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Market Review - June Quarter 2020

After experiencing unprecedented volatility in the March quarter, markets made a strong recovery – following positive sentiment on economic reopening efforts and support from world governments and central banks. Senior Investment Manager George Lin recaps the June quarter.

Written by George Lin
Senior Investment Manager | Colonial First State


After entering an unprecedented shutdown in March to curb the contagious Coronavirus, the world economy began to restart economic activity in the June quarter – aided by continued support from world governments and central banks. Growth investments like shares staged a strong recovery during this time. By quarter’s end, Australian shares delivered more than 16%, global shares (hedged to Australian Dollars) delivered more than 17%, while the Australian Dollar (AUD) recovered to 0.69 US cents. But that’s not to say it’s been a smooth run, with an escalation in geopolitical tensions, expensive valuations and fears of secondary waves of infection. While we believe a repeat of the June quarter rally is unlikely, we remain cautiously optimistic on the outlook for financial markets.

So, what happened over the June quarter?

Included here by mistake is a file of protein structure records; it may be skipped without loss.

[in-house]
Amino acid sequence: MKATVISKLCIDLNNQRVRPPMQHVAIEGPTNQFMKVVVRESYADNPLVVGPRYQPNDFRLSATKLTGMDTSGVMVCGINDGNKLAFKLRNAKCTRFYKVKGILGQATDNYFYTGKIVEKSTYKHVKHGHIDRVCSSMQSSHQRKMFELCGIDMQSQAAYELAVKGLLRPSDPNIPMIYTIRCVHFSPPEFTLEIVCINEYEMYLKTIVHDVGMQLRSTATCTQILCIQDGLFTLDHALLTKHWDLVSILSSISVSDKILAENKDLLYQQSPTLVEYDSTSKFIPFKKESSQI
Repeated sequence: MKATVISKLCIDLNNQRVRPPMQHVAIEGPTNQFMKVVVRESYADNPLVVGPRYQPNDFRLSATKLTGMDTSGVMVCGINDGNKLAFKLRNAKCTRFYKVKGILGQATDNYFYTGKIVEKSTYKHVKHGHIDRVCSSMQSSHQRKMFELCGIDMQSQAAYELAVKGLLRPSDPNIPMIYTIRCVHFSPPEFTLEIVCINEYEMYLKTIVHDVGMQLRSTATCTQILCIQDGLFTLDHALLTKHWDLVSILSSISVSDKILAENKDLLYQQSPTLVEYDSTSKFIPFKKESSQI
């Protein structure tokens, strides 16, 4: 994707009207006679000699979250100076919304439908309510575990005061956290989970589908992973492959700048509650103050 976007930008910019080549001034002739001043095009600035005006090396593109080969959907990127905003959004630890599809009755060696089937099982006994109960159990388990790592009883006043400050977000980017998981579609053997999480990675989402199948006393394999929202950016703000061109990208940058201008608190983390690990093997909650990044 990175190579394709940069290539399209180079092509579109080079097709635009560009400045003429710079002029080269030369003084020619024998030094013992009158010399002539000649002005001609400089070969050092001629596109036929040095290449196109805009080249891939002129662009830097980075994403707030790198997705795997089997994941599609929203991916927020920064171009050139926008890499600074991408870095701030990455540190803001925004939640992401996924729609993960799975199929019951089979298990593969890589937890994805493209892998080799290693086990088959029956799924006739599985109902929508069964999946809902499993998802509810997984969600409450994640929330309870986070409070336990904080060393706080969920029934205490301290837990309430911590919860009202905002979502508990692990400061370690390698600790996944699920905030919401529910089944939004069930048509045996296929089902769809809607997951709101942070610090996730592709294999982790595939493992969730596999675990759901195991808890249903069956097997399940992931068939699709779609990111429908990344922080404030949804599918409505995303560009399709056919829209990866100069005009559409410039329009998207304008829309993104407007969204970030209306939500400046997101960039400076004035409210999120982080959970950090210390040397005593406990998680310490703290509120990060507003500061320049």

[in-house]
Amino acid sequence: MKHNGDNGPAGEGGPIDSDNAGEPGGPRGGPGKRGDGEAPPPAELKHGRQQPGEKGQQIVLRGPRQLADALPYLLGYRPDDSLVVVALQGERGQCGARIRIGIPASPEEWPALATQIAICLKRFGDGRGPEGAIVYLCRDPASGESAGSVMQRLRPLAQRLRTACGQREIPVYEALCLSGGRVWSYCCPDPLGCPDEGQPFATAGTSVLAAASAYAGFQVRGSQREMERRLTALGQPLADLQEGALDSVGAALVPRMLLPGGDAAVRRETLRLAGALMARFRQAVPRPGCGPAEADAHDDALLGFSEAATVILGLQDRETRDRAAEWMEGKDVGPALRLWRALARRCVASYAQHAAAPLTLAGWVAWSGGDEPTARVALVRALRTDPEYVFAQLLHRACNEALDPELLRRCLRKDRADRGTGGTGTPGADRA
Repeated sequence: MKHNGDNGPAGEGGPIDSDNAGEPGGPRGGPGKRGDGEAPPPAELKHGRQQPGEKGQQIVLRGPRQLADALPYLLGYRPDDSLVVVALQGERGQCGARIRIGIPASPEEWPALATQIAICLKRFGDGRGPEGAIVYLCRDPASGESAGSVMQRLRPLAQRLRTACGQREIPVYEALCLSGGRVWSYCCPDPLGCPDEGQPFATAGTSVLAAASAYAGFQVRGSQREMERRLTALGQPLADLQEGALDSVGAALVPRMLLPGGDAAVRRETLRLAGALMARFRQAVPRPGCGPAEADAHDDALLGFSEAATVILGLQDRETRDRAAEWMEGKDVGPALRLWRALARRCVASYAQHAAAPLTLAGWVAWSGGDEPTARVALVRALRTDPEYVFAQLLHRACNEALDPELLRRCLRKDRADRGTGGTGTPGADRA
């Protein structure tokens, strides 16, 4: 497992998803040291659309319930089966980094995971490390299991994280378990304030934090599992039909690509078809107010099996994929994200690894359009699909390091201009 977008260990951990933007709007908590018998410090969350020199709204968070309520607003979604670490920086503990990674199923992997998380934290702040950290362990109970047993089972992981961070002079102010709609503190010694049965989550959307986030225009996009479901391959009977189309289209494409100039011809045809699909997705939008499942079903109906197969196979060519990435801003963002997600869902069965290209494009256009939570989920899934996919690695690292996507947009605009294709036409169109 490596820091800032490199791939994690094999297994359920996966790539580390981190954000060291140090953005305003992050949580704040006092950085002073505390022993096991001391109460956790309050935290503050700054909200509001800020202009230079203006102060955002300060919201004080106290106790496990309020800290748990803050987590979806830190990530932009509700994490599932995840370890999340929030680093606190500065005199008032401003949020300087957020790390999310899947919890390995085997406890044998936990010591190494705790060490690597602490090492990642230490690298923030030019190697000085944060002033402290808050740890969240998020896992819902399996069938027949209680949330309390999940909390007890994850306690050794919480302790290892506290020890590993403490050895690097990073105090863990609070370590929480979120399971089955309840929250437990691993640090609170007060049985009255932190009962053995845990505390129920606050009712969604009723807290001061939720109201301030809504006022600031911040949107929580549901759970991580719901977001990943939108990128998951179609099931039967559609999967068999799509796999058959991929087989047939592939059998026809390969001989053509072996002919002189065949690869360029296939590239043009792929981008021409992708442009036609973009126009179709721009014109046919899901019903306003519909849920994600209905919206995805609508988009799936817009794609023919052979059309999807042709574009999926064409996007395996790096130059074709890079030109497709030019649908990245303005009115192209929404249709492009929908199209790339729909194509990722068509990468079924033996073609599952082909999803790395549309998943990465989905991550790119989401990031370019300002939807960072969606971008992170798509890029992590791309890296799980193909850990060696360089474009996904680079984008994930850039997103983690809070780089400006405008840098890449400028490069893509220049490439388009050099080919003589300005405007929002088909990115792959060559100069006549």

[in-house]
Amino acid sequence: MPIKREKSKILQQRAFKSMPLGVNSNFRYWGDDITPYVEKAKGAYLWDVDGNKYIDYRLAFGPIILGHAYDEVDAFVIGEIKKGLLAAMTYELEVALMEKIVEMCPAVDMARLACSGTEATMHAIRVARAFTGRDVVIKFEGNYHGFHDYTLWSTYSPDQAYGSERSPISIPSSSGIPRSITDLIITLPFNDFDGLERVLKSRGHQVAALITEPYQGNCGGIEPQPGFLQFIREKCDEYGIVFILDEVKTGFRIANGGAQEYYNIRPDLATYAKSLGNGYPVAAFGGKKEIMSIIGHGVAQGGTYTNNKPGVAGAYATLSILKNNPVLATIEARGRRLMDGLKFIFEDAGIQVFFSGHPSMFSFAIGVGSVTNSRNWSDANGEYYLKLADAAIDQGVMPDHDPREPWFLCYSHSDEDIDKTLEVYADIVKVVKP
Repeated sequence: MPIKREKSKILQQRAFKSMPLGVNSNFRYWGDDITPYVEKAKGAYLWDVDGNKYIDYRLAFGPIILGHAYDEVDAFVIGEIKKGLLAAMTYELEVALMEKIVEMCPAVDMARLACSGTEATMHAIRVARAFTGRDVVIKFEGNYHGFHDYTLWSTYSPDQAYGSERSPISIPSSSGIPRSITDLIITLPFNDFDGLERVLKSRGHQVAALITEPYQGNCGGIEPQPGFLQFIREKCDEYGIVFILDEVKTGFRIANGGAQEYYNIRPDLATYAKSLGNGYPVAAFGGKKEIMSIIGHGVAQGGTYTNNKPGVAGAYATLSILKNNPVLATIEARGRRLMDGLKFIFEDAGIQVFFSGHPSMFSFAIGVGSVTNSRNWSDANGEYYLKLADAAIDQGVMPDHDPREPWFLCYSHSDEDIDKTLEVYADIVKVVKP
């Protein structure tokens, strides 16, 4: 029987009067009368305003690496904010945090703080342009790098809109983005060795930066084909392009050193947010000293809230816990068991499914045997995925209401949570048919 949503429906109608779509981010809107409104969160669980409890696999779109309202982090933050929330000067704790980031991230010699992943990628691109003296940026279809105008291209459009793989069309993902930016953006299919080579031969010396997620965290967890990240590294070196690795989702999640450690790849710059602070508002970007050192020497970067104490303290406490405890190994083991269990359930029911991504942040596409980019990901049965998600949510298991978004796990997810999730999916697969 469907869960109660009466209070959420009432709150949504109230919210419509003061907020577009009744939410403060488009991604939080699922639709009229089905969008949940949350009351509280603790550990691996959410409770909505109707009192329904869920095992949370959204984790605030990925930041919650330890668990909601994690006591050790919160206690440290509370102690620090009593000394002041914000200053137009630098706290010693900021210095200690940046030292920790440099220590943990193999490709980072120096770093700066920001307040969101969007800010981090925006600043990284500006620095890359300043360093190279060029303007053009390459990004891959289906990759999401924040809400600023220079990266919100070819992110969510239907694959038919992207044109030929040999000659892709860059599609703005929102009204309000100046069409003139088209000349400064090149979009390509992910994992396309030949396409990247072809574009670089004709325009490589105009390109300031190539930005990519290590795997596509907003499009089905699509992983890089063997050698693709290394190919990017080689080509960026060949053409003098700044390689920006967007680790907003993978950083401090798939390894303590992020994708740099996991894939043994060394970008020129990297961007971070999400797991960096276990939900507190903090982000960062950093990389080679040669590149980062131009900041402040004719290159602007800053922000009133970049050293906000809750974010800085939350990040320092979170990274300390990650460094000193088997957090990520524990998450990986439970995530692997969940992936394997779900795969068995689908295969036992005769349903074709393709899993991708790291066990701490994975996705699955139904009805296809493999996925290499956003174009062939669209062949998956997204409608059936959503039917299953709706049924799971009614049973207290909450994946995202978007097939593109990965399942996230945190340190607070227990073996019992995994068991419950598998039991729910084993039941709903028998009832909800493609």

Coronavirus under control?

Over the quarter, we saw a shift in the distribution of confirmed cases from the developed to developing world – with Brazil, Russia and India now among the top four countries with the highest number of confirmed cases. On the other hand, Australia has been successful in flattening the curve. Despite the recent increase in new cases in Victoria, Coronavirus remains well contained compared to other countries. This allows Australia to ease social restrictions earlier than expected.

Source: FactSet

Source: FactSet

Signs of improvement

Unsurprisingly, extremely poor economic data has dominated the headlines in both Australia and overseas in early part of the June quarter. This is reflected in March quarter GDP data, which showed that many developed economies contracted over the quarter due to the lockdowns in March.  


After economies began easing social restrictions, there have been tentative but encouraging signs of a robust economic recovery. This trend is most evident in the US, which surprisingly added 4.8 million jobs in June – reversing some of the massive job losses in previous months. This positive momentum is further reinforced by May retail trade data, which rose 17.4% after three consecutive monthly falls. Australia has also experienced progress – with a bottoming out of the level of economic activity. While the unemployment rate rose to 7.1% in May compared to 5.1% before Coronavirus, some leading economic indicators are pointing towards stronger economic growth. Retail trade in May grew by a surprising 16.3% in May, reversing part of the 17.7% fall in April (see graph below).


Source: FactSet

Ongoing support from central banks